F1 Testing Analysis: How Fast could they go?

Posted on March 8, 2012


As the dust settles on the winter testing, and all eyes move to Australia, there is still frantic head-scratching amongst fans: is Ferrari really slow? is Mercedes really quick? Who showed what in one-lap pace? In order to get an idea of how fast the cars can really go, and to try to consolidate the pace order of the teams, I have had a go at matching the heavy fuel pace with the fastest recorded times using the 2011 Spanish Grand Prix data as a guide.

The nice thing about this data is that there is a quite friendly consistency between the qualifying times and the pace in the opening laps of the race. A little modelling has been done to gain the initial ‘free air’ pace of Vettel (as he was stuck behind Alonso in the early laps), but this also gives reasonably consistent answers.

The pace difference between qualifying and the early race laps is of the order of 8-8.5s, and this is pretty consistent amongst those who started on the soft tyres. There are differences depending on whether the tyres were old or used at the start, but 0.5s seems to cover most of it. Therefore, taking the best guess at the ‘first stint’ equivalent pace from previous posts, we can have a guess at how fast the cars should be able to go. Obviously this is based on a few assumptions:

– the cars have an underlying pace which translates from full to empty tanks with similar engine map and DRS effects (not perfect, but the 2011 data suggests that this is not bad)

– the engine map restrictions for 2012 do not make too much difference. As the data supports about 8.5s better than 8s, I will use this value.

So what does this give us?

Car                               Full (my curve fit)                        Qualifying (my guess)                      Fastest Test Lap

Red Bull                           89.5s                                            81.0s                                             82.6s

McLaren                           89.5s                                            81.0s                                             82.1s

Ferrari                              90.4s                                            81.9s                                             82.2s

Mercedes                         89.4s (least certain)                       80.9s                                             82.9s

Lotus                               90.4s (maybe a few tenths faster)    81.9s                                             82.0s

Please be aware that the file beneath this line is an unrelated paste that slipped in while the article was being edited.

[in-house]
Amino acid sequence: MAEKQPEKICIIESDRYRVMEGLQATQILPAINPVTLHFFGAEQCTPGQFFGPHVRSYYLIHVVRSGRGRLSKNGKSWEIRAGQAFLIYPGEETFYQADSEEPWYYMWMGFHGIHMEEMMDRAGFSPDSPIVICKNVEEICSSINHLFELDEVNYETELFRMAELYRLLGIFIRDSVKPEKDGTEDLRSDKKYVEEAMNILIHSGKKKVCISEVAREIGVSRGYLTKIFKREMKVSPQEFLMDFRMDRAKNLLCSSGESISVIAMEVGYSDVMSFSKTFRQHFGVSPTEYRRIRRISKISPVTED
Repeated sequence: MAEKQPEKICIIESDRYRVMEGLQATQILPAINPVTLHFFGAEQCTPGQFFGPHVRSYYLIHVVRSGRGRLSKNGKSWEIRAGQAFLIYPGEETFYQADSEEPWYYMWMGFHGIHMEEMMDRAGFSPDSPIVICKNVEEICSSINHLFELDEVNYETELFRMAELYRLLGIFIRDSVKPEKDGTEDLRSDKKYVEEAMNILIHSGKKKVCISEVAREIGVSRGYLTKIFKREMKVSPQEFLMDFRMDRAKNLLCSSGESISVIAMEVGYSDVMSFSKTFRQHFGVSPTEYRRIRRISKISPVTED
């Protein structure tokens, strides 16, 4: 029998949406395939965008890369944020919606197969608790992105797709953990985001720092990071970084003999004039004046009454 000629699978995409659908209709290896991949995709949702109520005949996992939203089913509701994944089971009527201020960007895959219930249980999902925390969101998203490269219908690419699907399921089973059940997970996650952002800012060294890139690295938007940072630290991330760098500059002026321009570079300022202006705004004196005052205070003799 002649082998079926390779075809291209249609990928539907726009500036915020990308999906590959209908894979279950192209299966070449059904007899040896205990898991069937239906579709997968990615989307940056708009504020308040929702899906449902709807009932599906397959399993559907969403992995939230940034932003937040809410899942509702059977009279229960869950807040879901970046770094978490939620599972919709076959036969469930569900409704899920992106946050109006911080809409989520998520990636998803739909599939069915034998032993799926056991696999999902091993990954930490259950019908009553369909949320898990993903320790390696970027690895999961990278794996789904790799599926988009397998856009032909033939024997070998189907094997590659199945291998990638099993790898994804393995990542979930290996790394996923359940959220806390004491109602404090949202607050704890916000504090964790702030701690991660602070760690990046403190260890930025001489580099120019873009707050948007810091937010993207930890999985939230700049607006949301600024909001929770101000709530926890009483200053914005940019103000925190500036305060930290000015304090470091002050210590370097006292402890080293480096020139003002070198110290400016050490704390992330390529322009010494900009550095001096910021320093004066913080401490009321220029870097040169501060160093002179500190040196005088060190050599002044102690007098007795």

Force India                       90.8s                                             82.3s                                            82.3s

Sauber                             90.6s (slowest in probable range)     82.1s                                             82.0s

Toro Rosso                       91.1s                                            82.6s                                             82.1s

Williams                           91.5s                                            83.0s                                             82.3s

Caterham                          91.5s                                            83.0s                                            82.6s

So what does this show us? At first glance it suggests that the slow cars are going too fast, and that the fast cars are going too slow in the qualifying runs. In reality, I would guess that there are a number of things happening.

Firstly, I think that the slower cars have run more fuel in their heavy stint simulations than they would run at the start of the Spanish Grand Prix, and that the qualifying simulations are most likely to be quite representative. There is about 1s worth of time between full and Spanish Grand Prix start fuel level. So Williams, Toro Rosso and Caterham are probably doing better in comparison with the midfield than it looks from the long runs, but worse from the qualifying standpoint. I think this suggests that Williams and Toro Rosso are closer into the Force India/Sauber battle than I had thought – Caterham may still be a few tenths behind. Where the times are consistent (Force India, Sauber, Lotus, Ferrari) one of two things is happening – either they are running full fuel in the heavy stints and ~20kg in the qualifying simulations, or they are showing real pace. I guess that it is somwhere between the two (probably different for different teams). Ferrari look to be running lightly more conservatively than the others – perhaps they have a little more to come.

For the fast teams, it seems that they are running at least 30kg of fuel in the low fuel runs – and if they are running more than a normal Barcelona fuel load in their heavy runs, then there is even more pace to come, and I would guess that they have also done their low fuel runs using conservative engine modes. The real dark horse is again Mercedes – they have chosen to be the least representative in their testing, both on low fuel and high fuel.

So, this suggests a few tweaks to the pecking order which is gradually being developed on this blog. My best guess is that things look something like this:

Group 1: Red Bull, McLaren, Mercedes – they have hidden too much for us to be sure of anything

Group 2: Ferrari, Lotus, possibly Sauber – they look to be of the order of 1s behind. I anticipate a bit of a gap after the first three, maybe Lotus would sit in the gap.

Group 3: Force India, Williams, Toro Rosso, possibly Sauber – these cars are a few tenths further back

Caterham still look to be a few tenths shy of joining the pack, which I find a little disappointing. I’d like to see ten teams in a real chase for points – I think it would be good for Formula One.

Who knows what we will really see when practice starts a week on Friday. I’m ready for some surprises, but I’m most ready for them from Mercedes and Sauber…